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Crowther v. Wright Medical Technology, Inc.

United States District Court, D. Utah, Northern Division

March 5, 2019

TRAVIS CROWTHER, Plaintiff,
v.
WRIGHT MEDICAL TECHNOLOGY, INC., a Delaware corporation; and DOES 1-50; Defendants.

          MEMORANDUM DECISION AND ORDER DENYING DEFENDANT WRIGHT MEDICAL TECHNOLOGY, INC'S [23] PARTIAL MOTION TO DISMISS

          David Nuffer United States District Judge

         Defendant Wright Medical Technology, Inc. (“Wright Medical”) moves, under Rule 12(b)(6) of the Federal Rules of Civil Procedure, to dismiss Plaintiff Travis Crowther's (“Crowther”) claim[1] for products liability-manufacturing defect, [2] for his failure to state a claim. Because Crowther has pled facts sufficient to sustain his claim for a manufacturing defect, the Partial Motion to Dismiss[3] (the “Motion to Dismiss”) is DENIED.

         BACKGROUND

         Crowther's complaint arises out of his July 2007 hip replacement surgery, in which Wright Medical prosthetic components were used.[4]Crowther was later diagnosed with metallosis, [5] and in May 2018, Crowther had revision surgery and the Wright Medical femoral ball head and neck components were removed.[6]

         When a doctor performs a total hip replacement surgery, the natural hip joint, consisting of the ball-headed top of the femur bone which rests inside the acetabulum, or hip socket, is replaced with prosthetic components.[7] In a healthy hip, cartilage that eases movement protects the socket and femur ball head by providing cushioning between the two.[8] When the cartilage wears out, the acetabulum and ball head begin to wear down from bone-on-bone contact.[9] Total hip replacement surgery removes the damaged cartilage and bone parts, including the femoral ball head and acetabulum cavity, and replaces them with prosthetics.[10] Common prosthetic components in a total hip replacement surgery include a femoral stem, femoral neck, ball head, and acetabular component.[11] The artificial femoral stem is implanted into the femur bone as an anchor on which to attach a prosthetic femoral neck.[12] Then the artificial ball head is attached to the femoral neck.[13] The acetabular component is implanted inside the hip socket, and then the femur ball head is placed inside the newly implanted acetabular component.[14]

         (Image Omitted)

         Some artificial hip joints contain lining between the acetabular component and the femur ball head, acting in place of cartilage to provide cushioning for the artificial joint.[15] However, Crowther alleges that the Wright System at issue in this case contained no artificial lining.[16]Instead, he alleges that the metal femur ball head was placed directly into the metal acetabular cup.[17]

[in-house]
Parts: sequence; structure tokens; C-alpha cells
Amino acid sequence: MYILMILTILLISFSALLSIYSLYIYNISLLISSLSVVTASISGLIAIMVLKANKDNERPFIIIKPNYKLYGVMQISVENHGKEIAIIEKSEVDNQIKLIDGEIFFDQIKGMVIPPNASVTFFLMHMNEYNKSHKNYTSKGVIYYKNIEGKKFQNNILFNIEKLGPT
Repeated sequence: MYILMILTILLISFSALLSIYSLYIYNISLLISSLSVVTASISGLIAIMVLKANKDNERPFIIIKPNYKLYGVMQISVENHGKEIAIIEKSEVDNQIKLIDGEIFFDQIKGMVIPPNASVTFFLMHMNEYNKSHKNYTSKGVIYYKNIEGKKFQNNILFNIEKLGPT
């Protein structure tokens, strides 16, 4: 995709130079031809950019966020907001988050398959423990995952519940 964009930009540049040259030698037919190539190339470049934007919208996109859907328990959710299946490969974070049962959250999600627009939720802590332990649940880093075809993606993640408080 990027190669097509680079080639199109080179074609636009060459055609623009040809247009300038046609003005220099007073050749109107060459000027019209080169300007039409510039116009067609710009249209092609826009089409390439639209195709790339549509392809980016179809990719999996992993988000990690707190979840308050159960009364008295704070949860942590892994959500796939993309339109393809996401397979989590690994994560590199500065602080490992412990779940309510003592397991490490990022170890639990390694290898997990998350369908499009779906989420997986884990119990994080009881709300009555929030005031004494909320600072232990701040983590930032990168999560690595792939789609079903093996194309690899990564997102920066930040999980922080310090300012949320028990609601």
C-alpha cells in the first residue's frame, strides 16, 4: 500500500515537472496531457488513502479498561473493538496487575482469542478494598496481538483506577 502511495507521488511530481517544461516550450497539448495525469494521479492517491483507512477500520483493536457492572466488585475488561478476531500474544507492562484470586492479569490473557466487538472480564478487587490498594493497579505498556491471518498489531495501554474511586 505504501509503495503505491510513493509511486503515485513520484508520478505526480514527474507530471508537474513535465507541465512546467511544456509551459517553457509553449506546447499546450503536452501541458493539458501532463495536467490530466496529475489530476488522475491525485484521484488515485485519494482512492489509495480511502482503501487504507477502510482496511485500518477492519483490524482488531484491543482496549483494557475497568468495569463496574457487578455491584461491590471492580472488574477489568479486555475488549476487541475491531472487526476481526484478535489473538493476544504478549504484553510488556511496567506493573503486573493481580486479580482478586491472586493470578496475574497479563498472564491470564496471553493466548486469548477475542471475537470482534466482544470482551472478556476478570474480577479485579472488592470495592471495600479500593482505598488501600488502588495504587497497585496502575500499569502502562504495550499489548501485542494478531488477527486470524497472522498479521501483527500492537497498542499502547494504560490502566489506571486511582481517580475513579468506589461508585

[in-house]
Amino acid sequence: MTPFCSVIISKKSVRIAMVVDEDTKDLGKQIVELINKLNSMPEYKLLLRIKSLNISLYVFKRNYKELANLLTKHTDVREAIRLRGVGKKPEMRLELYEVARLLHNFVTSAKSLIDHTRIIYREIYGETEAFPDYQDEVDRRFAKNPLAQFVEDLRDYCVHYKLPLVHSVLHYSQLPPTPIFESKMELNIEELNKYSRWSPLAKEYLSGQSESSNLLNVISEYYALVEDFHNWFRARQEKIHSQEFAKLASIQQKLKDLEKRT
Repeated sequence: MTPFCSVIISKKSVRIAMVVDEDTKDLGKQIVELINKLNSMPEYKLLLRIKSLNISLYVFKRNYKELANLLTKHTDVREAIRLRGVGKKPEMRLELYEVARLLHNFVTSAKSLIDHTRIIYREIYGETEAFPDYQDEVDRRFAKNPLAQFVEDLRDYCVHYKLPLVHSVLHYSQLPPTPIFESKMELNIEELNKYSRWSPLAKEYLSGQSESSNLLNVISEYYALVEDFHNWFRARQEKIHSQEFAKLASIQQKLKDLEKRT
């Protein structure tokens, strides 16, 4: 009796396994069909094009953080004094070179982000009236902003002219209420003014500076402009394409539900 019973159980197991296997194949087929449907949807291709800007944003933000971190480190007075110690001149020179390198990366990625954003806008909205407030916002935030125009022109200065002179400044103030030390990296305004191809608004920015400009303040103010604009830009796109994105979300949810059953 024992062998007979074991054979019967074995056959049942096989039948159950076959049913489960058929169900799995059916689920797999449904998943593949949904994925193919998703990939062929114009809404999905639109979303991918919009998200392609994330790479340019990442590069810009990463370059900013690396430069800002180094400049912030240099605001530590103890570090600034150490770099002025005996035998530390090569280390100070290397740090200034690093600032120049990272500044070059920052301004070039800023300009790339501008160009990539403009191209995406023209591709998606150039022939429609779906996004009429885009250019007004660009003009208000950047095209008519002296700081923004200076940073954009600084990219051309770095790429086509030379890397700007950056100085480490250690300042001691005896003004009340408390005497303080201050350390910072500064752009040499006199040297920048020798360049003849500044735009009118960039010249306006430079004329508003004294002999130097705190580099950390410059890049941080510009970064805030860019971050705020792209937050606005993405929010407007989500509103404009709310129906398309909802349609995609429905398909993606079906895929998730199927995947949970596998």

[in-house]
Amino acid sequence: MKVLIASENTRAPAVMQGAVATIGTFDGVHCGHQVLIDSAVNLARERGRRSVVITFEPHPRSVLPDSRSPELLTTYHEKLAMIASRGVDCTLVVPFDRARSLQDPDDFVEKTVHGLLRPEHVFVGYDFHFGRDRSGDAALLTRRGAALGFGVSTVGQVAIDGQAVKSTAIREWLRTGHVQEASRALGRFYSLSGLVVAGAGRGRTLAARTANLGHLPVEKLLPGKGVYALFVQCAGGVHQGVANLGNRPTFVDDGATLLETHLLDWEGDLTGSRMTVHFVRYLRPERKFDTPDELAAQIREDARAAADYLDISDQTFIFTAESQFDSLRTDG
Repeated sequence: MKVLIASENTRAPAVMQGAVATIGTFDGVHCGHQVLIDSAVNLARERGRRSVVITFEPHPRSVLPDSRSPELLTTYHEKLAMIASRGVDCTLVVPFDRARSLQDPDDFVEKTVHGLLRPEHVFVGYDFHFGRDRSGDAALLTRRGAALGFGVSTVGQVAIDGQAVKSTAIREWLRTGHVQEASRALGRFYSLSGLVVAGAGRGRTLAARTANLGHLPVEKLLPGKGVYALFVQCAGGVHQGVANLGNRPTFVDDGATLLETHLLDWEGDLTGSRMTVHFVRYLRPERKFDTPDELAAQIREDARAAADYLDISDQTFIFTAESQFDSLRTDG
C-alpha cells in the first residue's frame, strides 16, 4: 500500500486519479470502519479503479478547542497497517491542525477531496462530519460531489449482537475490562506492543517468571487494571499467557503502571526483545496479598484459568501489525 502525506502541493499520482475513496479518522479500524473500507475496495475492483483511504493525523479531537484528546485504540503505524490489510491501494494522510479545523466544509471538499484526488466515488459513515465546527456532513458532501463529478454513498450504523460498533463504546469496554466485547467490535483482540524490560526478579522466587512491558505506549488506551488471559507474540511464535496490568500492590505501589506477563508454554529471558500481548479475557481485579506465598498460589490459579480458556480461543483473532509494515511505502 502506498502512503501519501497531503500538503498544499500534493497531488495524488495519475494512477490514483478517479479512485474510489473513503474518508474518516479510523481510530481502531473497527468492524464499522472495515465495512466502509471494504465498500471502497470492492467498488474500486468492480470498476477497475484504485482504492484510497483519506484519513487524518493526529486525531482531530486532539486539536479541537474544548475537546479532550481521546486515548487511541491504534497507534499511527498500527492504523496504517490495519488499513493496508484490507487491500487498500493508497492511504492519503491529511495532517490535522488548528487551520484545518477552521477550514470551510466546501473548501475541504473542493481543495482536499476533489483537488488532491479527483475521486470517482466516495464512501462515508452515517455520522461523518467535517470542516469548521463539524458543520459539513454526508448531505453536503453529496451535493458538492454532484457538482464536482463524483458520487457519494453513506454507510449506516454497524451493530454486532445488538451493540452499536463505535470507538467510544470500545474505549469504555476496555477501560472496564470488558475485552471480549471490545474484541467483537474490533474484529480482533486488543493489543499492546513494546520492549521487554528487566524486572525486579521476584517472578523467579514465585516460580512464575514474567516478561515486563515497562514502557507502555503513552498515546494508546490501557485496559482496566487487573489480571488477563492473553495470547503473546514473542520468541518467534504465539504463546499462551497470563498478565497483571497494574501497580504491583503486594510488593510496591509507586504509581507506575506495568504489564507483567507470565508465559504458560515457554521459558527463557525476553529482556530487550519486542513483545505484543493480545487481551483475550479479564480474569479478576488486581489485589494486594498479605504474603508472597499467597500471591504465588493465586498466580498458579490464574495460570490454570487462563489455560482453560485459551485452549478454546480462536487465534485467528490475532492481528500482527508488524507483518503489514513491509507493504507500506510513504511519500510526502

Crowther underwent total hip replacement surgery on July 25, 2007, and had the Wright hip replacement system implanted.[18] Due to Crowther's development of metallosis[19] and other complications, he underwent total hip revision surgery on May 9, 2018.[20] During the revision surgery, the Wright System metal femoral ball head was removed along with the modular femoral neck.[21] Crowther has retained the removed components.[22]

         Crowther pleaded nine causes of action against Wright Medical in his Amended Complaint, including products liability for manufacturing defect.[23] This Memorandum Decision and Order denies the Motion to Dismiss this claim.

         DISCUSSION

         A. Legal Standard for a Motion to Dismiss

         Rule 8(a)(2) of the Federal Rules of Civil Procedure requires a complaint to provide “a short and plain statement of the claim showing that the pleader is entitled to relief.”[24] Rule 12(b)(6) allows a court to dismiss all or part of a complaint for “failure to state a claim upon which relief can be granted.”[25] To survive a motion to dismiss, a complaint must state “sufficient factual matter, accepted as true, to state a claim to relief that is plausible on its face.”[26] The facts as alleged will be accepted as true for the purposes of evaluating the sufficiency of the complaint.[27] Whether a complaint states a plausible claim for relief is a “context-specific” question that requires a court to “draw on its judicial experience and common sense”[28] and determine if the pleading's content “allows the court to draw the reasonable inference that the defendant is liable.”[29] The standard does not require “detailed factual allegations, ” though a “formulaic recitation of the elements of a cause of action will not do.”[30] “In evaluating a Rule 12(b)(6) motion to dismiss, courts may consider not only the complaint itself, but also attached exhibits, and documents incorporated into the complaint by reference.”[31]

         B. Elements of Products Liability Claim for Manufacturing Defect